Sera`s priesthood, magician for Rournil, maybe ranger for Erik`s, etc.) in

    a way that fits in with the typical method of writing up character classes

    that I think it just fits very smoothly. A similar class ability noted at

    the 1st level of BR classes would seem like a nice way of going about

    noting the features of those classes.



    Gary

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    Senior Member Osprey's Avatar
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    Yep...the only reason I have an issue here is that Savage Species says racial classes count as a character's Favored Class when multiclassing. Meaning non-standard "monster" races can only freely take one character class without XP penalties, otherwise 2 or more classes have to stay within one level of each other. Someone pointed out that in 3.5, prestige classes also counted as seperate classes. Silliness...

    For comparison, Traveller T20 said "free multiclassing" as a flat rule...makes for interesting blends of character classes at high levels, and more general diversity instead of high specialization (which is obviously the favored path in 3.x D&D). Since all T20 classes get bonus feats instead of class abilities, many classes = more feats but lower BAB's, and more diverse skill sets.

    -Osprey

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    Site Moderator geeman's Avatar
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    At 05:17 PM 9/29/2003 +0200, Osprey wrote:



    >Yep...the only reason I have an issue here is that Savage Species says

    >racial classes count as a character`s Favored Class when

    >multiclassing. Meaning non-standard "monster" races can only

    >freely take one character class without XP penalties, otherwise 2 or more

    >classes have to stay within one level of each other. Someone pointed out

    >that in 3.5, prestige classes also counted as seperate classes. Silliness...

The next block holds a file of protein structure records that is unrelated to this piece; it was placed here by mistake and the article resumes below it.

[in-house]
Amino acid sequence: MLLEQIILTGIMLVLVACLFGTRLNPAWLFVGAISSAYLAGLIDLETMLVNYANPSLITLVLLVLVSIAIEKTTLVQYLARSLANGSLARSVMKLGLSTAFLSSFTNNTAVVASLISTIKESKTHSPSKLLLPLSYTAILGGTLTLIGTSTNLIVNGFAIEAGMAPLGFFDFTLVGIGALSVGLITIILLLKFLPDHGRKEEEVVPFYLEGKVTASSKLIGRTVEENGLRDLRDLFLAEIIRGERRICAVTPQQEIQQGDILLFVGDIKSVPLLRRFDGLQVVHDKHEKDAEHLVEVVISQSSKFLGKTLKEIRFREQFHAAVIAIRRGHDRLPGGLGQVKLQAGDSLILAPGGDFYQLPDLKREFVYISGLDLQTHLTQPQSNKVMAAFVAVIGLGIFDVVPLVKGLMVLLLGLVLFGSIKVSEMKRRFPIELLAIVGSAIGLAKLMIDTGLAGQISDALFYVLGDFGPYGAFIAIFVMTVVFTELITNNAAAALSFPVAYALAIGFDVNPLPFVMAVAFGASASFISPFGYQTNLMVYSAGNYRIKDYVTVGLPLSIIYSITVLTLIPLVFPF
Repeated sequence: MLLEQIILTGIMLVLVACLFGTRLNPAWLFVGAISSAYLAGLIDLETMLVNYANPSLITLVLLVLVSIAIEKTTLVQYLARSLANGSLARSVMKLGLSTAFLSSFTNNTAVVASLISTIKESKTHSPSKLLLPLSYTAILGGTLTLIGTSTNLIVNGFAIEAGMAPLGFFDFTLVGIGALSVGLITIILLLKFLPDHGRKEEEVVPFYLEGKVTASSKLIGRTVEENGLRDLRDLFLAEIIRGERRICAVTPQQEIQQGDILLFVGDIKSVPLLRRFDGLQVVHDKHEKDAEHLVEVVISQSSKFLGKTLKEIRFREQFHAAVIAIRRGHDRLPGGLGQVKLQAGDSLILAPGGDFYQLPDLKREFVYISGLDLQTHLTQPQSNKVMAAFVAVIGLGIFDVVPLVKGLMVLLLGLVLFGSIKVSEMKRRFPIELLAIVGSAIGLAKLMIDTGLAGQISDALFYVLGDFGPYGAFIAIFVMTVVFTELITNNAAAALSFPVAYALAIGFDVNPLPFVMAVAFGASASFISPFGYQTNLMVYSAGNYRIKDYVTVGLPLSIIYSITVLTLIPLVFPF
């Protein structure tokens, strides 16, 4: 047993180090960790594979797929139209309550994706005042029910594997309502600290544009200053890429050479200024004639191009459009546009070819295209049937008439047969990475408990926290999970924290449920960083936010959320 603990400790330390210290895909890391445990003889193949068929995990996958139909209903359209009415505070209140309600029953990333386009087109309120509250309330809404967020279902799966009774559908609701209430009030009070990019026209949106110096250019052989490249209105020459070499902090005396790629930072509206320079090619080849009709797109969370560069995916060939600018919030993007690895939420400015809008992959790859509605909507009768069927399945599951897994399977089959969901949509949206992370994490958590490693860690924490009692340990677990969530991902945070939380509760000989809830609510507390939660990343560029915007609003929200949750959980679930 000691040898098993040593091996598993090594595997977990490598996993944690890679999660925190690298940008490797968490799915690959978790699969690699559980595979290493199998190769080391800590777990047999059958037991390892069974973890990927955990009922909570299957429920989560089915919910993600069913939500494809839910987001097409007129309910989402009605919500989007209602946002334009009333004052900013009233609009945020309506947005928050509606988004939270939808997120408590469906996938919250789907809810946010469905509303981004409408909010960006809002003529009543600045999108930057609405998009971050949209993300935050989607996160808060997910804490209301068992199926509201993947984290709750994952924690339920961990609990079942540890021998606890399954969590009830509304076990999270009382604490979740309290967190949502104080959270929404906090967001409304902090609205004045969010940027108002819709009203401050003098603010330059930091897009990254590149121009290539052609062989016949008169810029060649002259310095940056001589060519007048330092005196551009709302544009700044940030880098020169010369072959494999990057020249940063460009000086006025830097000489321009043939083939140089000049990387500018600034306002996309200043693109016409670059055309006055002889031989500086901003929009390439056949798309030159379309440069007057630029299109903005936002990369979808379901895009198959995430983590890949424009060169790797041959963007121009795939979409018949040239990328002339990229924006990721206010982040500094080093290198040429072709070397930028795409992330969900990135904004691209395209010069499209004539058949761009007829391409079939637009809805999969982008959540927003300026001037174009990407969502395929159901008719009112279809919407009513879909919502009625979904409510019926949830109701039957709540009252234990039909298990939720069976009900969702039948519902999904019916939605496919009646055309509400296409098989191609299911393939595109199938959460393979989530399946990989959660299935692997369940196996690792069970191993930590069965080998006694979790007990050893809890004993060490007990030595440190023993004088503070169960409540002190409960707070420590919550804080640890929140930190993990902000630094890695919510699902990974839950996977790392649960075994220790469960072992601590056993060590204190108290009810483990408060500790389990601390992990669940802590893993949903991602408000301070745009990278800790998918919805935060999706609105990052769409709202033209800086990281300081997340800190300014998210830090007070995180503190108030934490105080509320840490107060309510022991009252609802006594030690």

Yeah, I`ve come to dislike the whole aspect of XP penalties for

    multi-classing. Aside from the way the penalty only kicks in under weird

    conditions, I don`t think it very accurately reflects the limitations of

    race regarding flexibility and versatility. Free multi-classing makes more

    sense with actual class restrictions regarding what race has access and

    how, not unlike BR`s restrictions on who can become a wizard, priest,

    etc. All that should be determined by the campaign, of course, but it just

    makes for a simpler way of handling things.



    Gary

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    >Yep...the only reason I have an issue here is that Savage Species says

    >racial classes count as a character`s Favored Class when

    >multiclassing. Meaning non-standard "monster" races can only

    >freely take one character class without XP penalties, otherwise 2 or more

    >classes have to stay within one level of each other. Someone pointed out

    >that in 3.5, prestige classes also counted as seperate classes. Silliness...



    << Yeah, I`ve come to dislike the whole aspect of XP penalties for

    multi-classing. Aside from the way the penalty only kicks in under weird

    conditions, I don`t think it very accurately reflects the limitations of

    race regarding flexibility and versatility. Free multi-classing makes more

    sense with actual class restrictions regarding what race has access and

    how, not unlike BR`s restrictions on who can become a wizard, priest,

    etc. All that should be determined by the campaign, of course, but it just

    makes for a simpler way of handling things.

    >>



    I think that actually in D&D 3.5 monster levels never count for

    multiclassing, ie. never cause you to incur an XP penalty. I clearly recall

    reading that in the 3.5 DMG. As opposed to the 3.0 DMG, which clearly states

    they do count.